Sunday Africa Blog Roundup: Sudan Elections, Moussa Dadis Camara, US-Nigeria Partnership

A few bloggers talk about the Sudan elections:

Elizabeth Dickinson is not impressed with a recent New Yorker piece on Guinea’s ex-leader Captain Moussa Dadis Camara:

Guinea’s troubles go far deeper, and are far more serious, than one man’s ludicrous antics explain. Dadis was probably a symptom of that more than anything — but we see him portrayed as the disease. I’m still waiting for a piece that explains the backstory behind what has happened in Guinea, because this is not it.

Inside Islam looks at Muslim-Christian relations in Senegal.

Assistant Secretary of State for African Affairs Johnnie Carson talks about the Binational Commission for the US and Nigeria:

With the launch of the Binational Commission, we expect the United States and Nigeria will engage in serious, high-level talks on issues of mutual interest. The Commission’s four working groups provide the structure of this engagement. We’ll first convene the Good Governance, Transparency, and Integrity Working Group, as electoral reform and improved administration are needed to help Nigeria achieve free, fair and peaceful elections in 2011. The group will also address corruption by seeking to build Nigeria’s institutional capacity and prosecutorial efforts. The Niger Delta and Regional Security Cooperation Working Group will support Nigeria’s efforts to provide immediate and tangible development and economic opportunity to the people of the Niger Delta. The Energy and Investment Working Group will work to improve transparency, administration, and performance of the power generation and hydrocarbon sectors. And finally, the Food Security and Agriculture Working Group will work to increase reliable access to food in Nigeria and the region through improvements in agriculture and trade policy.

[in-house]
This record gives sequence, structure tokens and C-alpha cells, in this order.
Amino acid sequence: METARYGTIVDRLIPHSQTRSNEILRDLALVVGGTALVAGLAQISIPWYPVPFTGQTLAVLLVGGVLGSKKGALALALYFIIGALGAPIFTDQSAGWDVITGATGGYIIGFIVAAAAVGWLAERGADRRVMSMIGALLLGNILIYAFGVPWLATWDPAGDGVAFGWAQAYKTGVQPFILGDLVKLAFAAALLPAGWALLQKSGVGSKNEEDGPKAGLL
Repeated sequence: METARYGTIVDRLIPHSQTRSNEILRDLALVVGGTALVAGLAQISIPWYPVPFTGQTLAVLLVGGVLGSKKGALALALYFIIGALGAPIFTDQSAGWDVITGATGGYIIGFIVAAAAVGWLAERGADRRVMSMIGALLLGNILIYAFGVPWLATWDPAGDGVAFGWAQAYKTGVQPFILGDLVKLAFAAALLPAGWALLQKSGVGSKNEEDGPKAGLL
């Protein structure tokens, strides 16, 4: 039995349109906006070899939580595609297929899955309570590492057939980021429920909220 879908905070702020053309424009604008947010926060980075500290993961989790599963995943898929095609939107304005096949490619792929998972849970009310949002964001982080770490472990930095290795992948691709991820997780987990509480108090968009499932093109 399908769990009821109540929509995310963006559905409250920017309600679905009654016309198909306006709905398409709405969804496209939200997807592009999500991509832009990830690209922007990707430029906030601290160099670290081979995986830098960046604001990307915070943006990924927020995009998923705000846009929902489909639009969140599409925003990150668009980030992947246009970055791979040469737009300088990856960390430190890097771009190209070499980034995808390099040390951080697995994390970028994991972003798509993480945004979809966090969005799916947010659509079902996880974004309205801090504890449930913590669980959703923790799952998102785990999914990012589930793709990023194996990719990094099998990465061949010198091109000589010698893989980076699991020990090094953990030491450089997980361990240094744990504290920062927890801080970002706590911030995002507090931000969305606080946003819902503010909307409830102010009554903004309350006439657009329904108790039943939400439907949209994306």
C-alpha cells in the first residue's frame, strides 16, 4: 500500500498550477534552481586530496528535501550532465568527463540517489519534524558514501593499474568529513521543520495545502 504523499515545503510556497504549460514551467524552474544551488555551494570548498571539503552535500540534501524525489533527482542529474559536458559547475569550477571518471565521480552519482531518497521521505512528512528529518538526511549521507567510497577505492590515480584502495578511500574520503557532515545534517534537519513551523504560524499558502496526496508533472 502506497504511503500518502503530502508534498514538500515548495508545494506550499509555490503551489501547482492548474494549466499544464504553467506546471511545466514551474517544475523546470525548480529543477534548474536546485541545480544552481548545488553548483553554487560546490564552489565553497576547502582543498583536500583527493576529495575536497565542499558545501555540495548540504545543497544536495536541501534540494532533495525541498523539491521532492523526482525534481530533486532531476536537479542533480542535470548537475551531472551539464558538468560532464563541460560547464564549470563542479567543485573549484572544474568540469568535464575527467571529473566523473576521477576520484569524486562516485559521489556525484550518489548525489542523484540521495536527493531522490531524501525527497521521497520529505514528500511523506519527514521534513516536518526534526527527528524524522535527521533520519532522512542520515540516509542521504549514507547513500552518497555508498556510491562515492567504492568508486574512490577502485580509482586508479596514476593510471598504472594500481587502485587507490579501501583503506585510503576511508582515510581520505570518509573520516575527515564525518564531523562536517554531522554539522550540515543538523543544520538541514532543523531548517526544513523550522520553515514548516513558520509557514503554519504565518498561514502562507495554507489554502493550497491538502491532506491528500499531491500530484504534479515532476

Zambia’s Trade Minister gives an interview about China (h/t China in Africa).

Kal fills us in on politics, antiterrorism, and relations with Mali in Mauritania.

And last but not least, Texas in Africa looks at celebrity humanitarianism in Africa.

Feel free to use this as an open thread on Africa news and/or the Sudan elections.

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